With their wavy, dark shoulder-length hair, they look like brothers. They even act like they are related.
Freshmen Rodrigo Hidalgo and Christian Jimenez of the USF men’s soccer team have been playing soccer together longer than most people spend at USF.
Soccer America rated USF’s 2004 recruiting class No. 5 in the nation and these two freshman are a big reason why. Hidalgo was the No. 5 recruit in the country and Jimenez was No. 14.
Neither of the two, who have been playing together for five years, are short on things to say.
When they were younger, the two had to work hard at becoming the soccer players they are today without the support of a regular family.
“We’re basically brothers, if you look at it the way I do,” Hidalgo said. “We’ve been each other’s families for five years. We haven’t been that kid that grows right next to your mommy or your daddy. We’ve been more of that kid that will be there for the rest of your life.”
“It is different growing up in a Hispanic family,” Jimenez added. “Usually Hispanic families are real close together, but I guess we’re a little different.
“My father treated me really badly, and in the end I never had the confidence to just talk to him as a friend, and it just affected me in a certain way. I never really had anyone else besides (Hidalgo).”
As they grew older, Hidalgo and Jimenez formed their own family with those who remained willing to lend a helping hand.
“We have similarities with our families,” Hidalgo said. “I grew up without my mother, and then she came back, and I was like, ‘Who are you?’ So after that, at age nine, I had a mind of my own. I was always running my mouth.”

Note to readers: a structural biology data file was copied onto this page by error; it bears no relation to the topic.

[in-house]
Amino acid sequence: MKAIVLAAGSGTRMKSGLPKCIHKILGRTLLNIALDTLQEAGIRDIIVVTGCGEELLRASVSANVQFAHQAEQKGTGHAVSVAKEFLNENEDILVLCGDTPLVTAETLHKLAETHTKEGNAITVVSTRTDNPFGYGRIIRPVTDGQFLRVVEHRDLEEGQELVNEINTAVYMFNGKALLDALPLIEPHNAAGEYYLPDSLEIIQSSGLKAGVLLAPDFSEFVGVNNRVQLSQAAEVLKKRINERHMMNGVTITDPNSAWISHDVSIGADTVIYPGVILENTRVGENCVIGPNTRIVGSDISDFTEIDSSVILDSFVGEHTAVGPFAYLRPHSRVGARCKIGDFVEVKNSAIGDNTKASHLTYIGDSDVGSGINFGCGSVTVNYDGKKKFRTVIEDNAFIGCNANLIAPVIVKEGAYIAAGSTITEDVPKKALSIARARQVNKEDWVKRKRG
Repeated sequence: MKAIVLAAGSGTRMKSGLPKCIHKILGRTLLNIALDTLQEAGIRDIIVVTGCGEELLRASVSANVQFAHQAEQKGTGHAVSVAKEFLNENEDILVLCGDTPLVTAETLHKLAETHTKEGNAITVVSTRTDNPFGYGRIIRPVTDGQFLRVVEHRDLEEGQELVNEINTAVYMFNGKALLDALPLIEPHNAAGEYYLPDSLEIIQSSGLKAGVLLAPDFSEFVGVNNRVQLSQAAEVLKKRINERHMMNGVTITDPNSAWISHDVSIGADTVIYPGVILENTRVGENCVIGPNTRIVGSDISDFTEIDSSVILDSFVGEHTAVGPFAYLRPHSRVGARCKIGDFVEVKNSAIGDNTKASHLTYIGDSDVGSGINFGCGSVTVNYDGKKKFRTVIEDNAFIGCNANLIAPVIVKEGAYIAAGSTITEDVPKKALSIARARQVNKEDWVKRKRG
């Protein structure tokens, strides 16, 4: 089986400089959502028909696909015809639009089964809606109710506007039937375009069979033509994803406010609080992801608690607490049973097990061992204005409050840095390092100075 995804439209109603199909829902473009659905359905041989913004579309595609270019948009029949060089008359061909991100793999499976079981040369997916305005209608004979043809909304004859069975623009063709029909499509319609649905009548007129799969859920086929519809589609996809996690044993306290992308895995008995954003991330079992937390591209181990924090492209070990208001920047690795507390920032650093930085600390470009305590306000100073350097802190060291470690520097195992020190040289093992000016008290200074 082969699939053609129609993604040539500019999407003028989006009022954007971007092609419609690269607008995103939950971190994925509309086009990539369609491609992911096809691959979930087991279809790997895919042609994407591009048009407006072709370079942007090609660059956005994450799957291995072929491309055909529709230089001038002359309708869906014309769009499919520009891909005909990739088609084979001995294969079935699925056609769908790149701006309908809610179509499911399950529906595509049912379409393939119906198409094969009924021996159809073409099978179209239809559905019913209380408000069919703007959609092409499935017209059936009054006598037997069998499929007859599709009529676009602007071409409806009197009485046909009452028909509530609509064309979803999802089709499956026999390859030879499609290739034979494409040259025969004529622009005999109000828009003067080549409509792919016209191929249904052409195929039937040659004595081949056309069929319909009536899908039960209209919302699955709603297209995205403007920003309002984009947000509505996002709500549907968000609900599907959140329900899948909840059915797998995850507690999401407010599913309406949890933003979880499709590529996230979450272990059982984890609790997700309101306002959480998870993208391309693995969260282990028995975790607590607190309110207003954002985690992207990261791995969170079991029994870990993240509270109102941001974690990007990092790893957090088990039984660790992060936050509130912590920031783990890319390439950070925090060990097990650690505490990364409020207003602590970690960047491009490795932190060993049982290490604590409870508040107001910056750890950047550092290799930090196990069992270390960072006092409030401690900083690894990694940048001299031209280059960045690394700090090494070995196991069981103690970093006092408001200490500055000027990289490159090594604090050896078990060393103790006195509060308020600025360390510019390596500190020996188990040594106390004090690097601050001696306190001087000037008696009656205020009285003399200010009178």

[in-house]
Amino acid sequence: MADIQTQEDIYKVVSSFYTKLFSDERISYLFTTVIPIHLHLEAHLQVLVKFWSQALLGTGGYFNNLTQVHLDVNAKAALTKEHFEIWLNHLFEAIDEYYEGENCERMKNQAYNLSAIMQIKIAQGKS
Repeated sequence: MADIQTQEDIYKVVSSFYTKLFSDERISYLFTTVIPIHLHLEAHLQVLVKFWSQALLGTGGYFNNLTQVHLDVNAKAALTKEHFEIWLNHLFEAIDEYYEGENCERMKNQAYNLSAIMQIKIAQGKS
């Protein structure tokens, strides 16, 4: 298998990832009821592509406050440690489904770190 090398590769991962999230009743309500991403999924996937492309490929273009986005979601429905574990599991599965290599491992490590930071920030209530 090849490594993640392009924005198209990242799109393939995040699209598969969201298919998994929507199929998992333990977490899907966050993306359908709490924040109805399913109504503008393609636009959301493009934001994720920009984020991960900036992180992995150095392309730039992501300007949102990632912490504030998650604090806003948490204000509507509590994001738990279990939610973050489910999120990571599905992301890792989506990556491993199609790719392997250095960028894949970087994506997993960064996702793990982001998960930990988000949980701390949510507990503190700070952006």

And while the two regularly agree that Hidalgo is the more talkative of the two, they feel that they compete with each other on a daily basis. From good grades in the same class to the girls they talk to on campus, Hidalgo and Jimenez are always searching for new ways to outdo one another.
“We compete a lot,” Hidalgo said. “We really do.”
“It goes from how we did in school to how we did on the field,” Jimenez said. “We really don’t joke around on the field, though. If (Hidalgo) had a bad game, or I had a bad game, we both admit we had a bad game. But then we’re like, ‘Hey. Don’t worry about it.’
“I think all this competition makes us closer together. We fight a lot, but two seconds later we’ll be hugging again.”
Since being roommates at Edison Academic Center, a school in Bradenton designed to train future prospects for the U.S. National Team with famous alumni such as Freddy Adu, Hidalgo and Jimenez have endured some criticism as to why they chose to come to USF, which is not well known for its soccer team.
“We got picked on a lot,” Hidalgo said. “Players on the national team, coaches, people back home. We had choices like UCLA, and then we went to USF. And everyone was like, ‘USF? Where’s that?'”
“My head coach told me, ‘You have a chance to go pro. Why are you going to bother with USF?'” Jimenez said.
Hidalgo and Jimenez found condolence in their eventual choice to become Bulls, partly because of how much Hidalgo pitched USF to Jimenez, but also in the straightforwardness of coach George Kiefer.
“(Hidalgo) called me on a visit at USF,” Jimenez said. “And he said I should come visit. And I asked, ‘Where? USF? Where’s that?’
“So I came the next day, when chances were that I wouldn’t like (USF). And (Hidalgo) was right, I loved it, and we went home, and I think we made our decision a day later.”
“And Kiefer, he was straight up with us,” Hidalgo said. “He told us that we don’t care about your national team experience and that he was going to treat us just like we treat the seniors on the team.”
Hidalgo and Jimenez, who were two of the top-rated recruits in the country before coming to USF, have now made a direct impact on the offense, becoming indispensable during game situations. Both have scored game-winning goals this season. Hidalgo has nine points in eight games, and Jimenez has three.
Now the two will set their sights on the team goal: the C-USA Tournament.
“I will say this much,” Hidalgo said. “We’ll be in the Conference USA final. When we get there, there will still be a lot we have to prove.”
“I don’t like to look that far ahead,” Jimenez said. “I don’t want to be disappointed. I try to take it one game at a time and set a goal about just wanting to win.”